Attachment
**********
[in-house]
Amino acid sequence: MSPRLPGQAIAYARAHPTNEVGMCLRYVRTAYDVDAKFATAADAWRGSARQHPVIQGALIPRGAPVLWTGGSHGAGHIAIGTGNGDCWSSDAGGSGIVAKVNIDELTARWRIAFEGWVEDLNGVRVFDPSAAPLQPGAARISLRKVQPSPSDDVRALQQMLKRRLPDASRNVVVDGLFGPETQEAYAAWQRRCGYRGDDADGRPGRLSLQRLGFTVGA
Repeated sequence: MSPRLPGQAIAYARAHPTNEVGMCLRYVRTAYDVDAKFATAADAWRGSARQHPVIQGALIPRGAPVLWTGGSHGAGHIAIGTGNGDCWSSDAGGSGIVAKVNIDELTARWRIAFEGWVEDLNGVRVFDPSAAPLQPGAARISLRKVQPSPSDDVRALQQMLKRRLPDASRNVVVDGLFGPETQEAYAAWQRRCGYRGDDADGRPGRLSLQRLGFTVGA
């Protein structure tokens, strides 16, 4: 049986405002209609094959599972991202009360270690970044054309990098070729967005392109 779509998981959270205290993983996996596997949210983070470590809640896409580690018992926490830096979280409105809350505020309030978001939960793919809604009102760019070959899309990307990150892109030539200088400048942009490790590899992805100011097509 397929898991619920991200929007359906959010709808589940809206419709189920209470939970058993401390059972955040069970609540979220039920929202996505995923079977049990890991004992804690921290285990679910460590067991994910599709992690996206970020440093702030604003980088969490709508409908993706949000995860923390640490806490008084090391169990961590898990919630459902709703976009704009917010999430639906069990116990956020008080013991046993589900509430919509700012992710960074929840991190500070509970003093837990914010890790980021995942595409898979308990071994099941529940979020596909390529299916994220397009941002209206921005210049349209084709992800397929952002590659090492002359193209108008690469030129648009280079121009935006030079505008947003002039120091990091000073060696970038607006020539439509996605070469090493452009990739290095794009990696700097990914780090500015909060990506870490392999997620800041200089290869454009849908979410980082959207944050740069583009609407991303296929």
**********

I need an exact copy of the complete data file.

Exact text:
[in-house]
Amino acid sequence: MSPRLPGQAIAYARAHPTNEVGMCLRYVRTAYDVDAKFATAADAWRGSARQHPVIQGALIPRGAPVLWTGGSHGAGHIAIGTGNGDCWSSDAGGSGIVAKVNIDELTARWRIAFEGWVEDLNGVRVFDPSAAPLQPGAARISLRKVQPSPSDDVRALQQMLKRRLPDASRNVVVDGLFGPETQEAYAAWQRRCGYRGDDADGRPGRLSLQRLGFTVGA
Repeated sequence: MSPRLPGQAIAYARAHPTNEVGMCLRYVRTAYDVDAKFATAADAWRGSARQHPVIQGALIPRGAPVLWTGGSHGAGHIAIGTGNGDCWSSDAGGSGIVAKVNIDELTARWRIAFEGWVEDLNGVRVFDPSAAPLQPGAARISLRKVQPSPSDDVRALQQMLKRRLPDASRNVVVDGLFGPETQEAYAAWQRRCGYRGDDADGRPGRLSLQRLGFTVGA
């Protein structure tokens, strides 16, 4: 049986405002209609094959599972991202009360270690970044054309990098070729967005392109 779509998981959270205290993983996996596997949210983070470590809640896409580690018992926490830096979280409105809350505020309030978001939960793919809604009102760019070959899309990307990150892109030539200088400048942009490790590899992805100011097509 397929898991619920991200929007359906959010709808589940809206419709189920209470939970058993401390059972955040069970609540979220039920929202996505995923079977049990890991004992804690921290285990679910460590067991994910599709992690996206970020440093702030604003980088969490709508409908993706949000995860923390640490806490008084090391169990961590898990919630459902709703976009704009917010999430639906069990116990956020008080013991046993589900509430919509700012992710960074929840991190500070509970003093837990914010890790980021995942595409898979308990071994099941529940979020596909390529299916994220397009941002209206921005210049349209084709992800397929952002590659090492002359193209108008690469030129648009280079121009935006030079505008947003002039120091990091000073060696970038607006020539439509996605070469090493452009990739290095794009990696700097990914780090500015909060990506870490392999997620800041200089290869454009849908979410980082959207944050740069583009609407991303296929």